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Electrogas Welding

Electrogas Welding

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Published by: hdyoon3379891 on Mar 17, 2012
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Electrogas welding
From Wikipedia, the free encyclopedia
Electrogas welding (EGW)
is a continuous vertical positionarc weldingprocess developed in 1961, in which
an arc is struck between a consumableelectrodeand the workpiece. Ashielding gasis sometimes used, but
pressure is not applied. A major difference between EGW and its cousinelectroslag weldingis that the arc in
EGW is not extinguished, instead remains struck throughout the welding process. It is used to make square-
groove welds for buttandt-joints, especially in theshipbuildingindustry and in the construction of storage
In EGW, the heat of the welding arc causes the electrode and workpieces to melt and flow into the cavitybetween the parts being welded. This molten metal solidifies from the bottom up, joining the parts being weldedtogether. The weld area is protected from atmospheric contamination by a separateshielding gas, or by the
gas produced by the disintegration of a flux-cored electrode wire. The electrode is guided into the weld area byeither a consumable electrode guide tube, like the one used in electroslag welding, or a moving head. Whenthe consumable guide tube is used, the weld pool is composed of molten metal coming from the parts beingwelded, the electrode, and the guide tube. The moving head variation uses an assembly of an electrode guide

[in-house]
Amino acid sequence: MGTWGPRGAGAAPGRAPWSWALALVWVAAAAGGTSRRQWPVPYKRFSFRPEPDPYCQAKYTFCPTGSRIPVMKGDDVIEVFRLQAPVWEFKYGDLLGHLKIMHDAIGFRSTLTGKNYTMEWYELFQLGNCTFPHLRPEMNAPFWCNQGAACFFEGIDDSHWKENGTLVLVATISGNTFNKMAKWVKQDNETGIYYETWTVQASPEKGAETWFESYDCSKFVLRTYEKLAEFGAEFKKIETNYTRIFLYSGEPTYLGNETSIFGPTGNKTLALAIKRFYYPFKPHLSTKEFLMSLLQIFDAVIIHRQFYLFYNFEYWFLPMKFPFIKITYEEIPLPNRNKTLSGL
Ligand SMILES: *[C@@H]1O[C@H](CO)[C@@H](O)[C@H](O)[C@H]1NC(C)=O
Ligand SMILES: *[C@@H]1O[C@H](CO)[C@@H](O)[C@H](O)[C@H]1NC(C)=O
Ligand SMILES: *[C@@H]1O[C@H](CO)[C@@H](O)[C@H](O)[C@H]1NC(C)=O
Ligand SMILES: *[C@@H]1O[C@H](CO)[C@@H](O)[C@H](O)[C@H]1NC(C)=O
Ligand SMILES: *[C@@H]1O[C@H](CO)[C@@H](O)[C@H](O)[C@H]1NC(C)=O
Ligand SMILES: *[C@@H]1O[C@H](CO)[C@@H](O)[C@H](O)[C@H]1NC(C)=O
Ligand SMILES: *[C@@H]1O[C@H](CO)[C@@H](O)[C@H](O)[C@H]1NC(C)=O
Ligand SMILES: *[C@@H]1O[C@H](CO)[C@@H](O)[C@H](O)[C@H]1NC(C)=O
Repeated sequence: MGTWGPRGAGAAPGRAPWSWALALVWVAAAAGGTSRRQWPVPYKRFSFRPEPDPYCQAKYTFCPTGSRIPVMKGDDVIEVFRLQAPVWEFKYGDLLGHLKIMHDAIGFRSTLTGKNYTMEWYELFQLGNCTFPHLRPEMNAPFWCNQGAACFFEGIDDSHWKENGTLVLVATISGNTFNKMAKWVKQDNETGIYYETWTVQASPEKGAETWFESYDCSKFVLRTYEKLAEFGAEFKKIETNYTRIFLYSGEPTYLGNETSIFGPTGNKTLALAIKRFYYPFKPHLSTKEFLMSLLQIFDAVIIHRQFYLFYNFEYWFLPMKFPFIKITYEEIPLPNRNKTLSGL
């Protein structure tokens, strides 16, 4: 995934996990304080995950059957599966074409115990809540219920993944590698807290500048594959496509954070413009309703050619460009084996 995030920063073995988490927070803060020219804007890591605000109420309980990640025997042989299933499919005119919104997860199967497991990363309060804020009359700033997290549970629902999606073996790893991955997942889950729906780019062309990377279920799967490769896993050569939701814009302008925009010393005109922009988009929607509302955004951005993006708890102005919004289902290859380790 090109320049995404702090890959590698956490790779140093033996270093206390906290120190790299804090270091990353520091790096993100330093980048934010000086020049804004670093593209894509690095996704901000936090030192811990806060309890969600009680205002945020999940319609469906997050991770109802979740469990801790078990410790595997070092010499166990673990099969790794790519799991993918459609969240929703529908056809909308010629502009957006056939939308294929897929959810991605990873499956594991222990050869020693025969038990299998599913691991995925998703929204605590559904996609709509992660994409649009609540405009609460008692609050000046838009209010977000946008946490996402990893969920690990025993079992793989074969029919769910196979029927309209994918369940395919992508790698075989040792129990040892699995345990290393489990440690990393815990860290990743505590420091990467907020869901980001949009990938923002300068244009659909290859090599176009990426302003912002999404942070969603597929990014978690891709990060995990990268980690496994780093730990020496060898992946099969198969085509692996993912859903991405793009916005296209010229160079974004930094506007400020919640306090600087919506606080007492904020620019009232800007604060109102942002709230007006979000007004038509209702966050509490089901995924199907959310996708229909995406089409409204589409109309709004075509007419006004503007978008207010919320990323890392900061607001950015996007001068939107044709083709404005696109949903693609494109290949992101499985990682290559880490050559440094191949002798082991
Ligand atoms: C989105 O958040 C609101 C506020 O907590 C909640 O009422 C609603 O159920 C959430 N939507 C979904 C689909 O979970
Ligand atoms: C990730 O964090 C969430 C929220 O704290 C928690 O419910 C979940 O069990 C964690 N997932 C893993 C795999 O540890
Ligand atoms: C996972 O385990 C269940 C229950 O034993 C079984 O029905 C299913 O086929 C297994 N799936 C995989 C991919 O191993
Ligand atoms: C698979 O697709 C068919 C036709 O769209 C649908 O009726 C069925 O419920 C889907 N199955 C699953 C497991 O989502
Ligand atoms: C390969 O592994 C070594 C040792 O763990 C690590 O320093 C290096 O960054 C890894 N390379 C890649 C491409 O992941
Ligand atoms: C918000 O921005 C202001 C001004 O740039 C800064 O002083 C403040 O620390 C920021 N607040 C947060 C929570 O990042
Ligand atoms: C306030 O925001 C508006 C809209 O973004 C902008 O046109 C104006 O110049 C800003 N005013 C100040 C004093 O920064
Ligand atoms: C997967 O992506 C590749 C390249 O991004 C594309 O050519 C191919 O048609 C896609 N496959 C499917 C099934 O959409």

tube which travels upwards as the weld is laid, keeping it from melting.Electrogas welding can be applied to moststeels, including low and mediumcarbon steels, low alloy high strength steels, and somestainless steels. Quenched and tempered steels may also be welded by the process,provided that the proper amount of heat is applied. Welds must be vertical, varying to either side by a maximumof 15 degrees. In general, the workpiece must be at least 10 mm (0.4 in) thick, while the maximum thickness for one electrode is approximately 20 mm (0.8 in). Additional electrodes make it possible to weld thicker 
workpieces. The height of the weld is limited only by the mechanism used to lift the welding head²in general, itranges from 100 mm (4 in) to 20 m (50 ft).Like other arc welding processes, EGW requires that the operator wear a welding helmet and proper attire toprevent exposure to molten metal and the bright welding arc. Compared to other processes, a large amount of 
molten metal is present during welding, and this poses an additional safety and fire hazard. Since the processis often performed at great heights, the work and equipment must be properly secured, and the operator should
wear a safety harness to prevent injury in the event of a fall.
uses a constantvoltage, directcurrent welding power supply, and the electrode has positive polarity. The
welding current can range from 100 Ato 800 A, and the voltage can range between 30 and 50V. A wire feeder 

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